[DML] Re: AC Rubber tubing
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[DML] Re: AC Rubber tubing

Thanks Jim,

My compressor and clutch are OK, and believe my condensor and 
evaporator are relatively clean.  I ordered a new accumulator, VOV 
orifice tube, low pressure cycling switch and pressure relief 
valve.  When I receive these items, I will make an appt with the AC 
shop and request they do the flush to get out the old oil, leak test 
and refill with the proper amount of R134A (which is 2 to 2.2 lbs, 
right?).  One other question.  Should I change all the o-rings, even 
for fitting or hoses that I am not replacing, or best of left alone 
for now?

Thanks again,


 on --- In dmcnews@xxxxxxxxxxxxxxx, "Jim Reeve" <dmc6960@...> wrote:
> Well, if all the previous owner spent was $34, it certainly wasn't
> done properly.
> First and foremost, the R12 oil is still in there.  A no-no for the
> long term, but usually shows no ill effects for the near term.  The
> oil is critical for the compressor operation. Incompatible oil is 
> to gum up and eventually ruin the compressor. For now, if your
> compressor and clutch operate fine, I wouldn't bother changing 
> Have an A/C shop do a flush when you have the remaining 134a
> evacuated. Not sure what it involves, but it is supposed to get the
> old oil out. My compressor clutch was failing, and I also had 
leaks in
> a few different spots on it. (How do I know? Read on...)
> The hoses themselves probably arn't the source of your current 
> The old A/C hoses dont tend to leak 134a if they have been used in 
> past by R12.  They would leak if you put in brand new (old) R12 
> and charged with 134a.
> The condensor is probably ok and doesn't need replacing, but it 
may be
> full of bugs, dirt, road-grime, etc. after 25 years reducing its
> effectiveness. I chose to replace mine with my conversion since I
> needed a new radiator anyways, then while I was at that, might as 
> replace my cooling fans too. I bought Toby's new low-power high-
> fans, can't wait to turn them on! The higher airflow not only
> increases the radiator's effectiveness, it also increases the A/C's
> effectiveness.
> Next comes the high pressure switches.  They arn't critical for 
> function, but are a nice safety feature incase of overcharge, stuck
> compressor, or failed cooling fans.  John Hervey's new hoses dont 
> ports for these, nor on the new condensor (like some D's), yet he
> still sold me a new high pressure switch and relief valve, need to
> talk to him about that.
> The Orifice tube (in the high pressure inlet for the evaporator)
> should be replaced if you do the high pressure short line, but it
> wouldn't be critical if you didn't.  Since 134a has less cooling
> capability, a new type of orifice tube, called a Variable Orifice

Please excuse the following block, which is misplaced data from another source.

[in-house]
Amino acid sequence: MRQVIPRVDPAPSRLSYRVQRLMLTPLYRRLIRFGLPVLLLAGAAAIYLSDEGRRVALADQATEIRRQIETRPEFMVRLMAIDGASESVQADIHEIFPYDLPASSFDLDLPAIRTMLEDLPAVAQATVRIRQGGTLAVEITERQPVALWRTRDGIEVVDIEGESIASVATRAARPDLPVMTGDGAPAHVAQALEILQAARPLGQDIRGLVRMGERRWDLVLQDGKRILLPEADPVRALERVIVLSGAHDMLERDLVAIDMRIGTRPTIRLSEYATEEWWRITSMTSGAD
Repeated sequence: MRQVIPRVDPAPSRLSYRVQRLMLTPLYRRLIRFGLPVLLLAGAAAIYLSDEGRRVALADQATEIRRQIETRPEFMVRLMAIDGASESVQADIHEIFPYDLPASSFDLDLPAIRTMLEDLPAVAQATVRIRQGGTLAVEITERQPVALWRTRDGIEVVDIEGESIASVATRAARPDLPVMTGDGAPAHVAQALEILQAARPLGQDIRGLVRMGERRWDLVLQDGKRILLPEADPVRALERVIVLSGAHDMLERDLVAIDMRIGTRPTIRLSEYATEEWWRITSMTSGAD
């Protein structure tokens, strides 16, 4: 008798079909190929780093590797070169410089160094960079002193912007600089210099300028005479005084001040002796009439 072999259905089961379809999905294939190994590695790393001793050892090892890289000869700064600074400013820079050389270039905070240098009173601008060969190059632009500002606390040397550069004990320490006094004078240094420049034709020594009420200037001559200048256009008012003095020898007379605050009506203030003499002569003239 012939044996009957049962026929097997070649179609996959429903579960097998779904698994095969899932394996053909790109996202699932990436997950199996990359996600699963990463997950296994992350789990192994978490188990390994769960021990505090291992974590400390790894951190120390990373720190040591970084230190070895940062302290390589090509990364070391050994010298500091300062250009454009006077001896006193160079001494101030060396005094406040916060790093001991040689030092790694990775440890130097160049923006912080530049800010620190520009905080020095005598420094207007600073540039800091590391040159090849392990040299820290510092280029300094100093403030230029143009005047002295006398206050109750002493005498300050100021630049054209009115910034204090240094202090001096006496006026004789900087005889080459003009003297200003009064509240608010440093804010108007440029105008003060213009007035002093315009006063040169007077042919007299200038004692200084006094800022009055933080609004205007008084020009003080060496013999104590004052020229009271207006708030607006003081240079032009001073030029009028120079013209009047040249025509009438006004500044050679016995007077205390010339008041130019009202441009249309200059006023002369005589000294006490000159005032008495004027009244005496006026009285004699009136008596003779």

> Valve or Smart VAV has been developed to assist performance.  If 
> do replace it, replace it with one of these.
> The Evaporator is the most difficult part to replace.  Thankfully, 
> is the least necessary to replace.  You need to be carefull
> disconnecting the lines to it to make sure you dont twist its metal
> tubes and cause a leak.  Me being super thourough with my rebuild, 
> removed mine and cleaned it out.  Junk and debris get in through 
> fresh air intake and plug it up.  Back in 2001 I was able to
> significantly clean it out and increase airflow by reaching my arm 
> through the blower motor opening and pulling out gunk. This time I
> wanted it completely clean so I simply (or rather not-so-simply)
> removed it.
> Now comes the Accumulator/Dryer.  This is where the excess 
> and oil is stored in the system. It also contains a desiccant to
> remove stray moisture from the system.  This should certainly be
> replaced if you do nothing else. The low pressure cycling switch is
> also attached directly to this.  I have observed a moderate failure
> rate with this part, so I would also recommend replacing it.
> Now, for those who kept reading to find out how I knew about 
> leaks, here it is.  I had no dye in my old system. Didn't need 
it.  I
> watched for rapid dirt and grime buildup on my A/C components.  
> there is a very small leak, the escaping refigerant will take a 
> of the oil with it. This will stick to the spot its leaking from, 
> cause it to get dirty much quicker than other parts. I had 3 leaks 
> my previous system. Two on the compressor (O-rings for the high/low
> pressure line connections [repairable with new O-rings], and one on
> the weep seal for the clutch shaft [not repairable]), then also a 
> on the high pressure line connection to the evaporator.
> Other things to note, on ANY connection that is taken apart, the